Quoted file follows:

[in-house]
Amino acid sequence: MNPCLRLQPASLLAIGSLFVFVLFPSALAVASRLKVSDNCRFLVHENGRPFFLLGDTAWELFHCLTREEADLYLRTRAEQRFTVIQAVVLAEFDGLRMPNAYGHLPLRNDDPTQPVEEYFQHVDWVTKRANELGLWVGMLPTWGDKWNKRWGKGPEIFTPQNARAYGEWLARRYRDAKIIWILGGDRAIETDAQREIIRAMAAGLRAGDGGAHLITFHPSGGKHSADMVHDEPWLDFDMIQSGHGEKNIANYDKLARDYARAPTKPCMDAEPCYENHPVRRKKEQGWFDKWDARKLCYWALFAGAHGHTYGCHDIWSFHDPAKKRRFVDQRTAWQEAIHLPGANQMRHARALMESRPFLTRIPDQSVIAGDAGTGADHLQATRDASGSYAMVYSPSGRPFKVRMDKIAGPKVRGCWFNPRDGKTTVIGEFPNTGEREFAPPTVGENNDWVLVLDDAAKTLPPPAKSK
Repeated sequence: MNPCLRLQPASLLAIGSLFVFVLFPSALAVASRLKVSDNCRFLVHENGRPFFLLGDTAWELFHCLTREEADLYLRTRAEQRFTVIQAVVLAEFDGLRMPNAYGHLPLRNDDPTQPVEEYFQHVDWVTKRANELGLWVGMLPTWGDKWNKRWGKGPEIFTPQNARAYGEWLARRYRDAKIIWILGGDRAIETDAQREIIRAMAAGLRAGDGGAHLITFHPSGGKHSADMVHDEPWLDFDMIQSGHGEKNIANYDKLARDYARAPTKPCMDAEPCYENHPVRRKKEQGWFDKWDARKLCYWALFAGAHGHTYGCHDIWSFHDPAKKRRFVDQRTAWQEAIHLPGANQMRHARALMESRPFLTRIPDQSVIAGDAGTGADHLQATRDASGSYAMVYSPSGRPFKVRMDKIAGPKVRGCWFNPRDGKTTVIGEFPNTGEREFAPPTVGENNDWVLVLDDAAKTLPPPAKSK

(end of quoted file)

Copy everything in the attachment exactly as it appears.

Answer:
[in-house]
Amino acid sequence: MNPCLRLQPASLLAIGSLFVFVLFPSALAVASRLKVSDNCRFLVHENGRPFFLLGDTAWELFHCLTREEADLYLRTRAEQRFTVIQAVVLAEFDGLRMPNAYGHLPLRNDDPTQPVEEYFQHVDWVTKRANELGLWVGMLPTWGDKWNKRWGKGPEIFTPQNARAYGEWLARRYRDAKIIWILGGDRAIETDAQREIIRAMAAGLRAGDGGAHLITFHPSGGKHSADMVHDEPWLDFDMIQSGHGEKNIANYDKLARDYARAPTKPCMDAEPCYENHPVRRKKEQGWFDKWDARKLCYWALFAGAHGHTYGCHDIWSFHDPAKKRRFVDQRTAWQEAIHLPGANQMRHARALMESRPFLTRIPDQSVIAGDAGTGADHLQATRDASGSYAMVYSPSGRPFKVRMDKIAGPKVRGCWFNPRDGKTTVIGEFPNTGEREFAPPTVGENNDWVLVLDDAAKTLPPPAKSK
Repeated sequence: MNPCLRLQPASLLAIGSLFVFVLFPSALAVASRLKVSDNCRFLVHENGRPFFLLGDTAWELFHCLTREEADLYLRTRAEQRFTVIQAVVLAEFDGLRMPNAYGHLPLRNDDPTQPVEEYFQHVDWVTKRANELGLWVGMLPTWGDKWNKRWGKGPEIFTPQNARAYGEWLARRYRDAKIIWILGGDRAIETDAQREIIRAMAAGLRAGDGGAHLITFHPSGGKHSADMVHDEPWLDFDMIQSGHGEKNIANYDKLARDYARAPTKPCMDAEPCYENHPVRRKKEQGWFDKWDARKLCYWALFAGAHGHTYGCHDIWSFHDPAKKRRFVDQRTAWQEAIHLPGANQMRHARALMESRPFLTRIPDQSVIAGDAGTGADHLQATRDASGSYAMVYSPSGRPFKVRMDKIAGPKVRGCWFNPRDGKTTVIGEFPNTGEREFAPPTVGENNDWVLVLDDAAKTLPPPAKSK